Paul Fishstein (Harvard University, Research Fellow, Carr Center): Economic Policy, Markets and Afghan Society.
The liberal, free-market economic policy adopted by Afghanistan in 2002 represents a new orientation in a society, which historically relied on state-owned or mixed public-private enterprises. Many Afghans recall, however imperfectly, the pre-1978 era when the state created factories, infrastructure, and other job-creating modern assets; after the fall of the Taliban there was an expectation that the state would again be active in the economic sphere. While private sector growth has occurred in some sectors, it has been inadequate to create sufficient jobs and eliminate poverty. Afghanistan’s constraints to economic growth have been well documented, and include inconsistent enforcement of policies, weak infrastructure, insecurity, official corruption, lack of access to land and finance, and differential access to business opportunities based on political and military power. According to standard economic definitions, few markets in Afghanistan would be considered competitive. Research will look broadly at two different but related issues: characteristics of markets in Afghanistan and attitudes of Afghans towards the free market. The research will take a case study approach, focusing on markets for agricultural production and agri-business in small towns in the economic orbit of two major cities in two significant provinces, Mazar-e Sharif in Balkh and Jalalabad in Nangarhar. Studies at the national level hide dynamics of how local and regional markets operate, and therefore case studies of these markets can help to shed light on how markets actually work. Research is part of a larger program of research anticipated to run from March 2010 to June 2011.
Margaret Mills (Ohio State University, NELC): Index and Finding Aids for Mills Oral Narrative Collection On-line.
This project will construct an on-line index, finding aids and field note transcriptions for an extensive collection of 450 hours of Dari-language oral narrative recordings made in Heart, Kabul and Peshawar between 1974 and 2005. The collection is now digitized, housed and publically available in the US Library of Congress and the Afghanistan Studies Center, Kabul University. The much-needed index and annotation project will make the largest extant collection of Afghan oral narrative recordings truly accessible and navigable for researchers and other interested parties in Afghanistan and worldwide.
C. Christine Fair (Georgetown University, Center for Peace and Security Studies): Afghan National Security Forces in Counter-insurgency Operations: An Assessment of Operation Moshtarak.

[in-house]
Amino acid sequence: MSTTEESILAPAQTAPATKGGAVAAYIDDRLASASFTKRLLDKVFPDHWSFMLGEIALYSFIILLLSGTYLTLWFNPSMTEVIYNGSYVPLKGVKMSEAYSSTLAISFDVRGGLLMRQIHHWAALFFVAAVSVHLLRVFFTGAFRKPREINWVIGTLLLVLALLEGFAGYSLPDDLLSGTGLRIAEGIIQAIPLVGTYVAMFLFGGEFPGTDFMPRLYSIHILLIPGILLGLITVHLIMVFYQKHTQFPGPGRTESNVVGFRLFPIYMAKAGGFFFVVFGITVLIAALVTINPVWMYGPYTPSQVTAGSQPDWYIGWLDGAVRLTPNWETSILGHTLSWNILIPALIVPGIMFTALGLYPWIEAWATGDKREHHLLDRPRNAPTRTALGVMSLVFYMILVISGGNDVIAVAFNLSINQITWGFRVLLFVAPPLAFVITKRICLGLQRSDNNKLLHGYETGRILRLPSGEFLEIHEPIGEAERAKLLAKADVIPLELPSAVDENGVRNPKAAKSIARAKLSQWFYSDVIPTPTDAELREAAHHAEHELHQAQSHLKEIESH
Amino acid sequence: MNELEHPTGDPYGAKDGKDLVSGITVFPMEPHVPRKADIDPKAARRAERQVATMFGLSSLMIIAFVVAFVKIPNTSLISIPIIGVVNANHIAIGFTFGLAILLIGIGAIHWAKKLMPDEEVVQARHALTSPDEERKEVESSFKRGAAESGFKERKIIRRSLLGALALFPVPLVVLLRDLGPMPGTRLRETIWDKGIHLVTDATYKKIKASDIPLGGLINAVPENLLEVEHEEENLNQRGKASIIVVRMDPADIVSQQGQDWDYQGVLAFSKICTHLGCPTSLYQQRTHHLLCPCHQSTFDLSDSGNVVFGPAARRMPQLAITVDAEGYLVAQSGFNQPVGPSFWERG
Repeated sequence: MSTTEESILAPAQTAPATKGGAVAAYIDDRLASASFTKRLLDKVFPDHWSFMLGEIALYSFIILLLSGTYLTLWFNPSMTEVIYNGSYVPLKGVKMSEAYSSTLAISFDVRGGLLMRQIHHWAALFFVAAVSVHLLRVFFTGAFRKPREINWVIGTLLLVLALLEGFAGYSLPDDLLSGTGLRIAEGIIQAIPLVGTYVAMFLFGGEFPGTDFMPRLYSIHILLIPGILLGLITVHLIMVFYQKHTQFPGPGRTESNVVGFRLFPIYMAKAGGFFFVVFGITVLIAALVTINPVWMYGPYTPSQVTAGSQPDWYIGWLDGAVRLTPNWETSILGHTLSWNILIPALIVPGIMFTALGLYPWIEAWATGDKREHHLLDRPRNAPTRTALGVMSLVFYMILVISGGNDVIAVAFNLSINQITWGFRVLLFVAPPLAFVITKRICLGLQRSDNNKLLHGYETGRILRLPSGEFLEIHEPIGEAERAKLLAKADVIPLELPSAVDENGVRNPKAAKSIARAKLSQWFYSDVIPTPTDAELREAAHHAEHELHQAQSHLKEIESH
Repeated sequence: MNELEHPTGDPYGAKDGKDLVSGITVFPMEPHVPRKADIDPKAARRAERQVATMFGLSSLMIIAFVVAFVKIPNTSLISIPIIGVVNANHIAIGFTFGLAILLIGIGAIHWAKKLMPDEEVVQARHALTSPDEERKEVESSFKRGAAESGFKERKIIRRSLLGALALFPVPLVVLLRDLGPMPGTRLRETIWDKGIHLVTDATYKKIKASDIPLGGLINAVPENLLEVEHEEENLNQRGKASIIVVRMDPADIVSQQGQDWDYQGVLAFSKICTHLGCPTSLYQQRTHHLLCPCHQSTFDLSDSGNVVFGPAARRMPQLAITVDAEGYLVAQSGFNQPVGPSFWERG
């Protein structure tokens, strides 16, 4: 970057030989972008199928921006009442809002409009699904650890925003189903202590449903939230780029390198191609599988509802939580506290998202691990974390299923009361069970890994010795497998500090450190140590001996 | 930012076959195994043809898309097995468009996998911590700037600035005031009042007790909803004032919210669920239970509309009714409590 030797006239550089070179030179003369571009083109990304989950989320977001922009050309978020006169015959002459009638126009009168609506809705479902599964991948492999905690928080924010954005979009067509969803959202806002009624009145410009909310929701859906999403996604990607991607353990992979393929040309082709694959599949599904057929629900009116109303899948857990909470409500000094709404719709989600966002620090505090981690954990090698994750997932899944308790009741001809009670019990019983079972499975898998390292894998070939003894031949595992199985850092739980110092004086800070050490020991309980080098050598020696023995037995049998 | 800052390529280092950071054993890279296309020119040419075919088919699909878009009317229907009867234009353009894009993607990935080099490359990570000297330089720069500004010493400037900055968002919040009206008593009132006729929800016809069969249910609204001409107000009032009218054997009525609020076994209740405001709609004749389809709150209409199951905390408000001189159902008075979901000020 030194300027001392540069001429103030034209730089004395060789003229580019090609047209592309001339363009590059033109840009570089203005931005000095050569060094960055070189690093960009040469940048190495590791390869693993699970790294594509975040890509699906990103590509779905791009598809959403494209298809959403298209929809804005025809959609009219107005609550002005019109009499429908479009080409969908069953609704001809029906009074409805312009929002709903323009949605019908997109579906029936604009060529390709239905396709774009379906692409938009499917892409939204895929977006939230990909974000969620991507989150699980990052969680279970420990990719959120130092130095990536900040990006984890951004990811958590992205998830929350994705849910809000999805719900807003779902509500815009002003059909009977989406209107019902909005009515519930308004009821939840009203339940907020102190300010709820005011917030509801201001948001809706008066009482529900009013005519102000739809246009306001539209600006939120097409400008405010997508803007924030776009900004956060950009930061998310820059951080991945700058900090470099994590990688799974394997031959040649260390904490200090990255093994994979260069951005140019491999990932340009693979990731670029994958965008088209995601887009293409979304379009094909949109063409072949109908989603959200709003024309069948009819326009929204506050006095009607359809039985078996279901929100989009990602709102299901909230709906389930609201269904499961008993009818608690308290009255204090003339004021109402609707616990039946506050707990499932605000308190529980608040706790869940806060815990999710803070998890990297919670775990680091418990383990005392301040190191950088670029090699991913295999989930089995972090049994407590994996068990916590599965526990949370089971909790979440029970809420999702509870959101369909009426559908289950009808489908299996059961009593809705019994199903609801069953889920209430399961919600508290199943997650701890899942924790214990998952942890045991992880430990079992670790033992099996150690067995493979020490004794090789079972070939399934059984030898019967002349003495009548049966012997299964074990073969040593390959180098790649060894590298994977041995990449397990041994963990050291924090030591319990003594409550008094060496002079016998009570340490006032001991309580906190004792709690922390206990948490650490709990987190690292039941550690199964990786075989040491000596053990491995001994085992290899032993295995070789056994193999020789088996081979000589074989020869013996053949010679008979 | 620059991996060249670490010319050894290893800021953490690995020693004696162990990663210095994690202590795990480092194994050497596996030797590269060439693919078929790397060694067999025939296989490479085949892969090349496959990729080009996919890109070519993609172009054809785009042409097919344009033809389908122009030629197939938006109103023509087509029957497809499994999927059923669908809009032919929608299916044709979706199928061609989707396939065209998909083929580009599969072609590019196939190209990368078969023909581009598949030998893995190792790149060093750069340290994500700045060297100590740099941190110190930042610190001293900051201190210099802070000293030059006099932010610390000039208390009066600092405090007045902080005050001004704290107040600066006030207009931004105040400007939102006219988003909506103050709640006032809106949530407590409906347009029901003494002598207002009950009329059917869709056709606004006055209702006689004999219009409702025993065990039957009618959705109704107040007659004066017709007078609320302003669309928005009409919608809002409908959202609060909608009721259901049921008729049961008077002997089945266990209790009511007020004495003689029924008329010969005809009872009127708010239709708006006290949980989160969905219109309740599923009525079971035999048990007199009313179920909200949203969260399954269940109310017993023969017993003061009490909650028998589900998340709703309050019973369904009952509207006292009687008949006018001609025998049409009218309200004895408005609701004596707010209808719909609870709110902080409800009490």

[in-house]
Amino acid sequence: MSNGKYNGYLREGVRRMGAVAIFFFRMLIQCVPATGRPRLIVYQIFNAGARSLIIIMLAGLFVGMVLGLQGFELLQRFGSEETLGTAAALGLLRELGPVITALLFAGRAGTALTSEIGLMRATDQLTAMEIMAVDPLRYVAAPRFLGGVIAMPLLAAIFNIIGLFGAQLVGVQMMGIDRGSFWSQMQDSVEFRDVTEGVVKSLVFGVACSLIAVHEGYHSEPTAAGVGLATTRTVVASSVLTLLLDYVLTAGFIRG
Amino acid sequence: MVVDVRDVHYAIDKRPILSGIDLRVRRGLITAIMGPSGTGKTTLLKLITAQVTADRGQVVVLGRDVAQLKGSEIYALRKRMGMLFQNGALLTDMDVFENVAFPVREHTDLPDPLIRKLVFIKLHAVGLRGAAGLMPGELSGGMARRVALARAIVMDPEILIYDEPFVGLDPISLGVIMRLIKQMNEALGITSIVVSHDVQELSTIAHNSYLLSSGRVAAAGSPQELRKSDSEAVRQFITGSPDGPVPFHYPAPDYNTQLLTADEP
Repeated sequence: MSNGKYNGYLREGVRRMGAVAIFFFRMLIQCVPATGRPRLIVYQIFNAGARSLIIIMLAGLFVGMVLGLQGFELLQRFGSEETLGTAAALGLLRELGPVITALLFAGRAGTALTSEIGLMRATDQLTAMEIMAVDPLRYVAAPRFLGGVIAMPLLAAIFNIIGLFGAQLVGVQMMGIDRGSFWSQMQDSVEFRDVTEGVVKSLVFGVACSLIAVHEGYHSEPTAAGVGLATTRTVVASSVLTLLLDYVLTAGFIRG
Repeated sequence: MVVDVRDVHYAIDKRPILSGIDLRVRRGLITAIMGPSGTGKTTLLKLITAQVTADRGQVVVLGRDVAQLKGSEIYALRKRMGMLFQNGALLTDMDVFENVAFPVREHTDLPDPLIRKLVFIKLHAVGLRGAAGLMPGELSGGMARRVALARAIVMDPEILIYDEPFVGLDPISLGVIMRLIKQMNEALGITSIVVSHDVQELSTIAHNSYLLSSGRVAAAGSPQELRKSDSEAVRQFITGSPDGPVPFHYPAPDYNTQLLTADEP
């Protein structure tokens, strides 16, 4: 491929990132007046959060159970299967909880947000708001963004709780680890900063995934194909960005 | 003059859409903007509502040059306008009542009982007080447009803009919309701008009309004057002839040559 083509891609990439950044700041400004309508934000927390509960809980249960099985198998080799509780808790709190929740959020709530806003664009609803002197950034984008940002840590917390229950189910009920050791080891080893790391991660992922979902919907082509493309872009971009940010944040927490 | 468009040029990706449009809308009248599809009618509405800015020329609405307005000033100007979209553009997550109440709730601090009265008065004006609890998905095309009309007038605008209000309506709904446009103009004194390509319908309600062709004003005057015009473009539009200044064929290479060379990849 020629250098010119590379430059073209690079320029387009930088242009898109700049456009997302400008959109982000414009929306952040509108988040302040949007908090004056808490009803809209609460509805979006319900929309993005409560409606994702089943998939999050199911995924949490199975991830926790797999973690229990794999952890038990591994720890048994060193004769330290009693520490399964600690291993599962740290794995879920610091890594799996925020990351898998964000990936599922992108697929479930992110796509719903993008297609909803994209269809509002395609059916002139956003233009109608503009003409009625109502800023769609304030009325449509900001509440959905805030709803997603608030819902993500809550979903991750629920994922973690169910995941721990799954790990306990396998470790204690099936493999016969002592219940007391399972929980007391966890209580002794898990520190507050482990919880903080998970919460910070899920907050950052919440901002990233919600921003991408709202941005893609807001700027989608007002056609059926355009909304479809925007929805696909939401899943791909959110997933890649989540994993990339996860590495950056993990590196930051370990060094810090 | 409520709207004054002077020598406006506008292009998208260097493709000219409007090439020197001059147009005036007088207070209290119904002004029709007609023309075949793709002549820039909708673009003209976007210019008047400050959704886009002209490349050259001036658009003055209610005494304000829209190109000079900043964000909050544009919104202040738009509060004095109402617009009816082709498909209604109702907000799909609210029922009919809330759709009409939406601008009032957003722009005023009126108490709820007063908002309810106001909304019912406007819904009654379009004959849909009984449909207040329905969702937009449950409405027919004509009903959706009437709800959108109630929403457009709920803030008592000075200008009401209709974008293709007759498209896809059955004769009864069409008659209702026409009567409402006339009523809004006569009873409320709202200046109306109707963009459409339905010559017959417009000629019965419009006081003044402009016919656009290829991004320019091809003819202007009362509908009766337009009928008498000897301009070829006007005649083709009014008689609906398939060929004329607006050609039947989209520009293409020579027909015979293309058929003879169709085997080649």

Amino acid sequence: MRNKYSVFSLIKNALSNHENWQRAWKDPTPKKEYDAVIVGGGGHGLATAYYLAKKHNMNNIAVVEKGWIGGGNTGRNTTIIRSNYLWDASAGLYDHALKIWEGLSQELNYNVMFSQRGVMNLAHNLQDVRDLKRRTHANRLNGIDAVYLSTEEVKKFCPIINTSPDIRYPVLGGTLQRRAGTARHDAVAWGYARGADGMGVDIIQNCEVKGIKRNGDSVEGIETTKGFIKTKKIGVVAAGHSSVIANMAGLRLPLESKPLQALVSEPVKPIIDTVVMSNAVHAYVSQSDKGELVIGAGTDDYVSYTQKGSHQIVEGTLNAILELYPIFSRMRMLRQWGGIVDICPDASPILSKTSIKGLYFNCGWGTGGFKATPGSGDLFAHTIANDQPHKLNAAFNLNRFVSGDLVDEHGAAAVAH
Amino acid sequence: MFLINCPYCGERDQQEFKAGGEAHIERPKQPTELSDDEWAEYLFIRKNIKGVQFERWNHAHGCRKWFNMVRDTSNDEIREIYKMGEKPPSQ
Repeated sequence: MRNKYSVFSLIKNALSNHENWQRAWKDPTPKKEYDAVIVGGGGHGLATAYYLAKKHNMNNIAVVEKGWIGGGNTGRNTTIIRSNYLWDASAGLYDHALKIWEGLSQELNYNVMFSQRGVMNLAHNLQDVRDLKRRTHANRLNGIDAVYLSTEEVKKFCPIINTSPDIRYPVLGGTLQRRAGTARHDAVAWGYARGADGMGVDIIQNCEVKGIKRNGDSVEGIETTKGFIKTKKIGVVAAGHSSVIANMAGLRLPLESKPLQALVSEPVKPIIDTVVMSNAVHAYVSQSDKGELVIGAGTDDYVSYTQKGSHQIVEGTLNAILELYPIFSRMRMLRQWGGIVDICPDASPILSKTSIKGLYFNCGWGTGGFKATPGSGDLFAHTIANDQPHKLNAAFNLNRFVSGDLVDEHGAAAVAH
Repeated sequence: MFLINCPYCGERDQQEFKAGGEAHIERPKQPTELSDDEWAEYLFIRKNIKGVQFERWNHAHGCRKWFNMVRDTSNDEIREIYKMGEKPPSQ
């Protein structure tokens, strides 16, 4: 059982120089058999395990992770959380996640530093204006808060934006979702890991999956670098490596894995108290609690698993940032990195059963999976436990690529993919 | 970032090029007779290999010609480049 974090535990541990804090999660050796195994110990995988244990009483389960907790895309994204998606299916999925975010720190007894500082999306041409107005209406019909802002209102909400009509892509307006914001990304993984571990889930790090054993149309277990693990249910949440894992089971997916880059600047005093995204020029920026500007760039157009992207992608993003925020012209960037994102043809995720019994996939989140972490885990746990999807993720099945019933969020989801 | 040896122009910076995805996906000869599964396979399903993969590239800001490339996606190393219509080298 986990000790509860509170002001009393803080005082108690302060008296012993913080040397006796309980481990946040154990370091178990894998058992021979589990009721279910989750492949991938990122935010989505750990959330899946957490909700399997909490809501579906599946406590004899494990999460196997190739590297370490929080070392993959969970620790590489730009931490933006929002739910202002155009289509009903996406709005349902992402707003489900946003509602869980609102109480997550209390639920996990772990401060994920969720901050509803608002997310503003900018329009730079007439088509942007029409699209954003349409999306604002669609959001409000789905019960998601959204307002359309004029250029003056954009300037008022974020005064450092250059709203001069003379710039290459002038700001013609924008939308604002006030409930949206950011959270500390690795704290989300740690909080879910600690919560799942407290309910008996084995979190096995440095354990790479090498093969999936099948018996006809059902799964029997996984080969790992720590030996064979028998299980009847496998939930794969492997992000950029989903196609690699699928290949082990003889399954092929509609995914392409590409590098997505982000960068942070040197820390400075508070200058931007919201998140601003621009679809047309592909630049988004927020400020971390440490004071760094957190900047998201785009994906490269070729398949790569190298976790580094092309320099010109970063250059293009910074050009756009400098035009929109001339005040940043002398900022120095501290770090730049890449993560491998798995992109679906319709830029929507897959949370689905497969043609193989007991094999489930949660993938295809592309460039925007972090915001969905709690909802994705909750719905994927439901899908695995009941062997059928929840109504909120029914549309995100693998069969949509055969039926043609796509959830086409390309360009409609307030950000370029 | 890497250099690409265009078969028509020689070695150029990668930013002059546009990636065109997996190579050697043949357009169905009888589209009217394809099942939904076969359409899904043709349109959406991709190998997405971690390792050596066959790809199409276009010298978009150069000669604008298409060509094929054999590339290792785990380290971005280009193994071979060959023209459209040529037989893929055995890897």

Since 2001, the US and its partners have sustained counterinsurgency options (COIN) in Afghanistan. The United States took the lead in building the Afghan National Army (ANA), which has been somewhat successful. However, building effective police forces was a low priority until 2005, with disagreement among the international actors about the kind of police forces to be built and resourced. This is unfortunate. The COIN literature holds that local police and domestic security forces—not foreign militaries—are critical in holding and building territories once cleared of insurgents. The Obama administration has declared a phased, conditions-based transfer of security and other responsibilities to the Afghan government also known as “clear-hold-build-transfer.” This model requires sufficient Afghan and international troops to clear an area of insurgents, adequate and competent Afghan national security forces—especially local police—to hold, and a credible Afghan government to build in order to create the conditions for transfer. NATO has heralded operation “Moshtarak” as a paradigm shift. Launched with Karzai’s “permission,” it employs adequate Afghan and international troops to “clear;” the Afghan National Civil Order Police (ANCOP) and “trained” Afghan Uniformed Police (AUP) to “Hold;” and hand-picked line ministry bureaucrats to comprise a “government in the box” to “build.” This study will evaluate Operation Moshtarak several months after its launch through official interviews in Afghanistan in August 2010. It will focus upon evaluating the effectiveness of the ANA “clearing and of ANCOP and the AUP in providing long-term security.